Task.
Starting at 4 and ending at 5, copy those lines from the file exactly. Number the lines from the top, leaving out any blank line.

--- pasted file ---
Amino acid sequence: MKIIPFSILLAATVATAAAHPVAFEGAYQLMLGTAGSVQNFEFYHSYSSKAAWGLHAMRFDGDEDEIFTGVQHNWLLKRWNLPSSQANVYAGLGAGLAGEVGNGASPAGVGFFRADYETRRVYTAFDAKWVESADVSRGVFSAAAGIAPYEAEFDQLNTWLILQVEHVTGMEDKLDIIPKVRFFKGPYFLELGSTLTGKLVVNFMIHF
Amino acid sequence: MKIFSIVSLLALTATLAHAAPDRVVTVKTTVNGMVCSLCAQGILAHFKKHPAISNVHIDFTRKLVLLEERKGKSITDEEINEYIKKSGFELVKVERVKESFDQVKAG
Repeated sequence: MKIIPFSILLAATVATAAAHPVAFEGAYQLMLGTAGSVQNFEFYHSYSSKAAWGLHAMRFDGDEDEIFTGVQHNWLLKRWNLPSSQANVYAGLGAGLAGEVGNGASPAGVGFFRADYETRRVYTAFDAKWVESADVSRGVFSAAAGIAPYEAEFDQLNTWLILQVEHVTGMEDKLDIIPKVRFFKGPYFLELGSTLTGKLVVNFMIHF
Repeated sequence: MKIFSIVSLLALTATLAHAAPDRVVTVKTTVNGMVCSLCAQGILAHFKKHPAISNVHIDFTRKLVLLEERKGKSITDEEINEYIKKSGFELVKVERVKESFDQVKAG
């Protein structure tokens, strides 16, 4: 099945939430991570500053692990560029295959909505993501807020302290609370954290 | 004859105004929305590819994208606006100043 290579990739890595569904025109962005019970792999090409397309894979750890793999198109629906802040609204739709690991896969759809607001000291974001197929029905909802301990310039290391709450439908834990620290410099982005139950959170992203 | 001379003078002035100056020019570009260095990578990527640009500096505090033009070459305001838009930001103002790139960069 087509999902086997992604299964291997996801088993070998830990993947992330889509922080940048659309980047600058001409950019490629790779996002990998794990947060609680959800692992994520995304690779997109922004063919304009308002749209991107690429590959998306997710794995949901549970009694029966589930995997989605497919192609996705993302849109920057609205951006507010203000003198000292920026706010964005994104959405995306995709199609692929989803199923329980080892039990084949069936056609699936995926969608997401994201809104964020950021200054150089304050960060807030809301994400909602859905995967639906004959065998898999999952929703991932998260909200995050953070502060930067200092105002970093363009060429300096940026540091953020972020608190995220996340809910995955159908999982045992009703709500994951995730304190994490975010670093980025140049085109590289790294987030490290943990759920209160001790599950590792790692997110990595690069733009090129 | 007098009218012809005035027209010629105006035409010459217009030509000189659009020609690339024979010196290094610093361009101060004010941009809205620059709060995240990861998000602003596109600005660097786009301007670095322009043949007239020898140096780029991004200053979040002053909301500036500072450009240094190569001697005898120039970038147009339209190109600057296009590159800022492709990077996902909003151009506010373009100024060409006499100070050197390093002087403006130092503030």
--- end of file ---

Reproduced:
Repeated sequence: MKIFSIVSLLALTATLAHAAPDRVVTVKTTVNGMVCSLCAQGILAHFKKHPAISNVHIDFTRKLVLLEERKGKSITDEEINEYIKKSGFELVKVERVKESFDQVKAG
């Protein structure tokens, strides 16, 4: 099945939430991570500053692990560029295959909505993501807020302290609370954290 | 004859105004929305590819994208606006100043 290579990739890595569904025109962005019970792999090409397309894979750890793999198109629906802040609204739709690991896969759809607001000291974001197929029905909802301990310039290391709450439908834990620290410099982005139950959170992203 | 001379003078002035100056020019570009260095990578990527640009500096505090033009070459305001838009930001103002790139960069 087509999902086997992604299964291997996801088993070998830990993947992330889509922080940048659309980047600058001409950019490629790779996002990998794990947060609680959800692992994520995304690779997109922004063919304009308002749209991107690429590959998306997710794995949901549970009694029966589930995997989605497919192609996705993302849109920057609205951006507010203000003198000292920026706010964005994104959405995306995709199609692929989803199923329980080892039990084949069936056609699936995926969608997401994201809104964020950021200054150089304050960060807030809301994400909602859905995967639906004959065998898999999952929703991932998260909200995050953070502060930067200092105002970093363009060429300096940026540091953020972020608190995220996340809910995955159908999982045992009703709500994951995730304190994490975010670093980025140049085109590289790294987030490290943990759920209160001790599950590792790692997110990595690069733009090129 | 007098009218012809005035027209010629105006035409010459217009030509000189659009020609690339024979010196290094610093361009101060004010941009809205620059709060995240990861998000602003596109600005660097786009301007670095322009043949007239020898140096780029991004200053979040002053909301500036500072450009240094190569001697005898120039970038147009339209190109600057296009590159800022492709990077996902909003151009506010373009100024060409006499100070050197390093002087403006130092503030």